None, however, some familiarity with basic propositional logic (eg via the Stage 1 module Philosophical Thinking) would be helpful.
OverviewThe module will cover some of the major topics of the theory of reasoning, with a focus on presenting students with new and exciting research. The syllabus will vary from year to year. The approach will be philosophical and critical, and may involve the close reading of texts. Students will be expected to engage critically with the works being studied and to formulate and argue for their own views on the issues covered.
As an indication of the kind of topics covered, the following are three potential syllabi, one of which might operate in any particular year:
1. Probability and probabilistic reasoning. This syllabus will present the major interpretations of probability and their connection with the various kinds of probabilistic reasoning. Topics covered might include: the classical interpretation; the logical interpretation; the subjective interpretation; the frequency interpretation; the propensity interpretation; the objective Bayesian interpretation. The key text will be D.A.Gillies (2000): Philosophical theories of probability, Routledge.
2. Causality and causal reasoning. This syllabus will present the major theories of causality, including difference-making theories (probabilistic theories, counterfactual theories, agency theories), mechanistic theories (process theories, complex systems theories) and pluralist theories. It will go on to consider methods of causal reasoning in the sciences and the implications of such methods for the metaphysics of causality. In the absence of a comprehensive text, this syllabus will appeal to papers, especially those in the Oxford Handbook of Causation (OUP 2009), and Causality in the Sciences (OUP 2011).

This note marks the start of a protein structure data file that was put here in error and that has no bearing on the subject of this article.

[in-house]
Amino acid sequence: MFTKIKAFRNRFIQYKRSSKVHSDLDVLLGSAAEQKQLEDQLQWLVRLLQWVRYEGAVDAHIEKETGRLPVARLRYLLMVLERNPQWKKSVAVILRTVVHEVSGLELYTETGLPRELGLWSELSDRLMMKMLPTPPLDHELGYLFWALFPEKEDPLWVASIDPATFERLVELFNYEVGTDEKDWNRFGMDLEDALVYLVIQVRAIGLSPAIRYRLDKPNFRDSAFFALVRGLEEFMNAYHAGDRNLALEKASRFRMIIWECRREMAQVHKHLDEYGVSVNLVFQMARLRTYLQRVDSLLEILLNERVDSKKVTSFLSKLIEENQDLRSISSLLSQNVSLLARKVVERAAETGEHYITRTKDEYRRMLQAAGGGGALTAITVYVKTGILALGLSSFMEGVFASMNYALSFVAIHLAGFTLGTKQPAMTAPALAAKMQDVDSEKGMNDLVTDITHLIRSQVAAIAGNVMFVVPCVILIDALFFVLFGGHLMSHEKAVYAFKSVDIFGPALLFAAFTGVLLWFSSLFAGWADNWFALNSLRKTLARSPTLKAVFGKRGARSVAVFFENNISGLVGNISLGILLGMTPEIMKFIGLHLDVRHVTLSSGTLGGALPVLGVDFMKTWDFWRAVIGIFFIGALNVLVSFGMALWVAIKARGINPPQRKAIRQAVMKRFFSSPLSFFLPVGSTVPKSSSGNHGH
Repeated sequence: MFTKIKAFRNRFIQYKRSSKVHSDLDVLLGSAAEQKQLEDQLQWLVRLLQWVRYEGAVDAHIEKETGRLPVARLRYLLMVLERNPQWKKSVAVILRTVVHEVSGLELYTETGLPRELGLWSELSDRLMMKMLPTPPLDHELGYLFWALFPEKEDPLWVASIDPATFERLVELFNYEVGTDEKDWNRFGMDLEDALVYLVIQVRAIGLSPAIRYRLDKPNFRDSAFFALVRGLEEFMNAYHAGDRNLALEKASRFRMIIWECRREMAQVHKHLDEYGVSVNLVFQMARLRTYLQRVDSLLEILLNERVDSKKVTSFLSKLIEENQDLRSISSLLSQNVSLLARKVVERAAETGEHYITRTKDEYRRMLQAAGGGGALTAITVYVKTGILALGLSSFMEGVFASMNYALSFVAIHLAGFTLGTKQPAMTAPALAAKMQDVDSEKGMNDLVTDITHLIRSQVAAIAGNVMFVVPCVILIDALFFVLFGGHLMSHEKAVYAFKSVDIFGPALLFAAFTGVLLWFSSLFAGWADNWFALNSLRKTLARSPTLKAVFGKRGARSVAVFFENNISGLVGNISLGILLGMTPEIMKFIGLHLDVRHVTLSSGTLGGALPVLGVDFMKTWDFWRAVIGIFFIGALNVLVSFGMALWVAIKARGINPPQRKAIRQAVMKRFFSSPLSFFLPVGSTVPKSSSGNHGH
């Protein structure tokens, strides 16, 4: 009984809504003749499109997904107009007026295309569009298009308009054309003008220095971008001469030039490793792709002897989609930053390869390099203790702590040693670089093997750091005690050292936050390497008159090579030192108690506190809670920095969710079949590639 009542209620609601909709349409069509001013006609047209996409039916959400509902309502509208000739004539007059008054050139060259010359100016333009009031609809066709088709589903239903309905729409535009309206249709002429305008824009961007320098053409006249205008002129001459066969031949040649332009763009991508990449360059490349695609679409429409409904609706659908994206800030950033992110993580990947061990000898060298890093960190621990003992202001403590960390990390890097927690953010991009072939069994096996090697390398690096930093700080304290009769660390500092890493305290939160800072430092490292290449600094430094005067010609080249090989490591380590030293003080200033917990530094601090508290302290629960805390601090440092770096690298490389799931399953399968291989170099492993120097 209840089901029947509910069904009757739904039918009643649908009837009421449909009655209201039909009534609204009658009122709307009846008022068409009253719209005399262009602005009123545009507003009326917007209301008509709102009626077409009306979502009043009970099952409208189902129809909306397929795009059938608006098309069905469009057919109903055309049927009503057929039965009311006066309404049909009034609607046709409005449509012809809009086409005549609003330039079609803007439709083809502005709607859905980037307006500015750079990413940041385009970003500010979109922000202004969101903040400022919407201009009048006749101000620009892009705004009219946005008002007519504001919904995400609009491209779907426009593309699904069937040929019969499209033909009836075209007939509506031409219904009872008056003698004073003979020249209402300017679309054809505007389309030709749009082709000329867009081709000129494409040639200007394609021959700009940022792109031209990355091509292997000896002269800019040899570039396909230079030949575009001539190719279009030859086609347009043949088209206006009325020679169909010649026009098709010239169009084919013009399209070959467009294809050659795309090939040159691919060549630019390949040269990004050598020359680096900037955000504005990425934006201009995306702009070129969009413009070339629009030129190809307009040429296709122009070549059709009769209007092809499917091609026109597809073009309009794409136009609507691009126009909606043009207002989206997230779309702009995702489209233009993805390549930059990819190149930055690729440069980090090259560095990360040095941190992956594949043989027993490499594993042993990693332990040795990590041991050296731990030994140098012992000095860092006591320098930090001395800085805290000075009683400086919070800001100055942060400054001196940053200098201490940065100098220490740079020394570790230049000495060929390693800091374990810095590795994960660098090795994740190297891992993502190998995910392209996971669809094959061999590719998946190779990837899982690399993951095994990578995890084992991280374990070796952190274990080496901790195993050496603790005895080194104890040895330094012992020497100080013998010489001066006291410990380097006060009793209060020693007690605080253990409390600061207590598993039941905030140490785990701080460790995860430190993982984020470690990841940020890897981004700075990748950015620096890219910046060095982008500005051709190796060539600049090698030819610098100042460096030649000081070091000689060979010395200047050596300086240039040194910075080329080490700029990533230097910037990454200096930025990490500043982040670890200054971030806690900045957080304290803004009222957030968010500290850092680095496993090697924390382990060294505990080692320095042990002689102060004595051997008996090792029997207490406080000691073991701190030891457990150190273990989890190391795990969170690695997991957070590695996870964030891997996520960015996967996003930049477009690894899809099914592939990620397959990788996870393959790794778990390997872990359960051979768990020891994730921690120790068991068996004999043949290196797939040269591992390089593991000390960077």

3. Invalid arguments. This syllabus will look in detail at methods of assessing the cogency of deductively invalid arguments. In particular it will present the methods of inductive logic for assessing the plausibility of arguments. It will provide an introduction to probabilistic logics and their semantics, as well as to methods of inference in probabilistic logics, with a focus on elementary methods that can be readily acquired by students with little prior training in logic and no prior knowledge of probability theory. In the absence of a text at a suitable level, this syllabus will be accompanied by a set of detailed lecture notes.
This module appears in:
This module will be taught by means of a two-hour lecture and a two-hour seminar for ten weeks.
Also available to Level 6 students under code PL623
Method of assessment
D.A.Gillies (2000): Philosophical theories of probability, Routledge.
Russo and Illari (2014): Causality: Philosophical theory meets scientific practice, OUP.
Hacking (2001): An introduction to probability and inductive logic, CUP.
On successfully completing the module Level 5 students will be able to:
8.1 Understand some of the major controversies in this area;
8.2 Engage critically with some of the central issues in this field, through their study of the relevant arguments;
8.3 Demonstrate their understanding of the proposed solutions to the issues in this area, through their study of these arguments;
8.4 Demonstrate the ability to engage in a close critical reading of some of major texts in the field.